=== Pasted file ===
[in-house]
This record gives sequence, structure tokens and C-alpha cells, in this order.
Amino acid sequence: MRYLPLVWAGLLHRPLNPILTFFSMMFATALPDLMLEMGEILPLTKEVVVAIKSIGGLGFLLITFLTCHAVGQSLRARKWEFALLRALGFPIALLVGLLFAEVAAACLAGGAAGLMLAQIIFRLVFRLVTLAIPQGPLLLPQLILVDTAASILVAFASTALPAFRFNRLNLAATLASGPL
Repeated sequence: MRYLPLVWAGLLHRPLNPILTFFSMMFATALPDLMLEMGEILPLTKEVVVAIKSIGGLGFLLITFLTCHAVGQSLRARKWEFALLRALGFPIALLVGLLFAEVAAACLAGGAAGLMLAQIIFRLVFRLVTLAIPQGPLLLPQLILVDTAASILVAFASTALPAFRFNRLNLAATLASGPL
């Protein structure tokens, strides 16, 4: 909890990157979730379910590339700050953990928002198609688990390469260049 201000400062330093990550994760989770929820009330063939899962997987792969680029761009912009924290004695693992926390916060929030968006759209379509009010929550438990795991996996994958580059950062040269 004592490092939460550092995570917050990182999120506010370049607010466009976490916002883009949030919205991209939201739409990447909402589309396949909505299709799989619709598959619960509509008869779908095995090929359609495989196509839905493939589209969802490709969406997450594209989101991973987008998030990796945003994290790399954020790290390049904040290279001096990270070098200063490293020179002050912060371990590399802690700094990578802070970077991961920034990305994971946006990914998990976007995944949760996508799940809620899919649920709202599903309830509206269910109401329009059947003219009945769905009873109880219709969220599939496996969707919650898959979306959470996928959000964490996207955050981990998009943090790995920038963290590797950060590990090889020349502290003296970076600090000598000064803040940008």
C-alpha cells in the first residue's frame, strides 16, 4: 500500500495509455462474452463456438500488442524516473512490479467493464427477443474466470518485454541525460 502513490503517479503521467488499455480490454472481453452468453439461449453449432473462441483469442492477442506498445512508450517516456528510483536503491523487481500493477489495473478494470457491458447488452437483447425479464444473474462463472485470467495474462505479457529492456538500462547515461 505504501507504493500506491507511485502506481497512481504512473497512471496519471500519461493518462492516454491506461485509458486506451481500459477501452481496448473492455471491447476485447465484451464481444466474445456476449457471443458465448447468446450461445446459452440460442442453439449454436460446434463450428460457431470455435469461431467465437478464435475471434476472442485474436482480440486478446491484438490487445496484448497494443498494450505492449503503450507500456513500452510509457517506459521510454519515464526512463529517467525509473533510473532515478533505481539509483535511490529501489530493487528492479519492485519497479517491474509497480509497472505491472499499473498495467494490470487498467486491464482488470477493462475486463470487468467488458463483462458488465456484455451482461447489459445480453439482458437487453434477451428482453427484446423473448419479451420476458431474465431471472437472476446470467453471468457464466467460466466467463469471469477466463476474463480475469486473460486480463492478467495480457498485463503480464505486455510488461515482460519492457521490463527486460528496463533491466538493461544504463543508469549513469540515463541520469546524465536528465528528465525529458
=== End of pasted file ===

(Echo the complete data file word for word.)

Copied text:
[in-house]
This record gives sequence, structure tokens and C-alpha cells, in this order.
Amino acid sequence: MRYLPLVWAGLLHRPLNPILTFFSMMFATALPDLMLEMGEILPLTKEVVVAIKSIGGLGFLLITFLTCHAVGQSLRARKWEFALLRALGFPIALLVGLLFAEVAAACLAGGAAGLMLAQIIFRLVFRLVTLAIPQGPLLLPQLILVDTAASILVAFASTALPAFRFNRLNLAATLASGPL
Repeated sequence: MRYLPLVWAGLLHRPLNPILTFFSMMFATALPDLMLEMGEILPLTKEVVVAIKSIGGLGFLLITFLTCHAVGQSLRARKWEFALLRALGFPIALLVGLLFAEVAAACLAGGAAGLMLAQIIFRLVFRLVTLAIPQGPLLLPQLILVDTAASILVAFASTALPAFRFNRLNLAATLASGPL
């Protein structure tokens, strides 16, 4: 909890990157979730379910590339700050953990928002198609688990390469260049 201000400062330093990550994760989770929820009330063939899962997987792969680029761009912009924290004695693992926390916060929030968006759209379509009010929550438990795991996996994958580059950062040269 004592490092939460550092995570917050990182999120506010370049607010466009976490916002883009949030919205991209939201739409990447909402589309396949909505299709799989619709598959619960509509008869779908095995090929359609495989196509839905493939589209969802490709969406997450594209989101991973987008998030990796945003994290790399954020790290390049904040290279001096990270070098200063490293020179002050912060371990590399802690700094990578802070970077991961920034990305994971946006990914998990976007995944949760996508799940809620899919649920709202599903309830509206269910109401329009059947003219009945769905009873109880219709969220599939496996969707919650898959979306959470996928959000964490996207955050981990998009943090790995920038963290590797950060590990090889020349502290003296970076600090000598000064803040940008």
C-alpha cells in the first residue's frame, strides 16, 4: 500500500495509455462474452463456438500488442524516473512490479467493464427477443474466470518485454541525460 502513490503517479503521467488499455480490454472481453452468453439461449453449432473462441483469442492477442506498445512508450517516456528510483536503491523487481500493477489495473478494470457491458447488452437483447425479464444473474462463472485470467495474462505479457529492456538500462547515461 505504501507504493500506491507511485502506481497512481504512473497512471496519471500519461493518462492516454491506461485509458486506451481500459477501452481496448473492455471491447476485447465484451464481444466474445456476449457471443458465448447468446450461445446459452440460442442453439449454436460446434463450428460457431470455435469461431467465437478464435475471434476472442485474436482480440486478446491484438490487445496484448497494443498494450505492449503503450507500456513500452510509457517506459521510454519515464526512463529517467525509473533510473532515478533505481539509483535511490529501489530493487528492479519492485519497479517491474509497480509497472505491472499499473498495467494490470487498467486491464482488470477493462475486463470487468467488458463483462458488465456484455451482461447489459445480453439482458437487453434477451428482453427484446423473448419479451420476458431474465431471472437472476446470467453471468457464466467460466466467463469471469477466463476474463480475469486473460486480463492478467495480457498485463503480464505486455510488461515482460519492457521490463527486460528496463533491466538493461544504463543508469549513469540515463541520469546524465536528465528528465525529458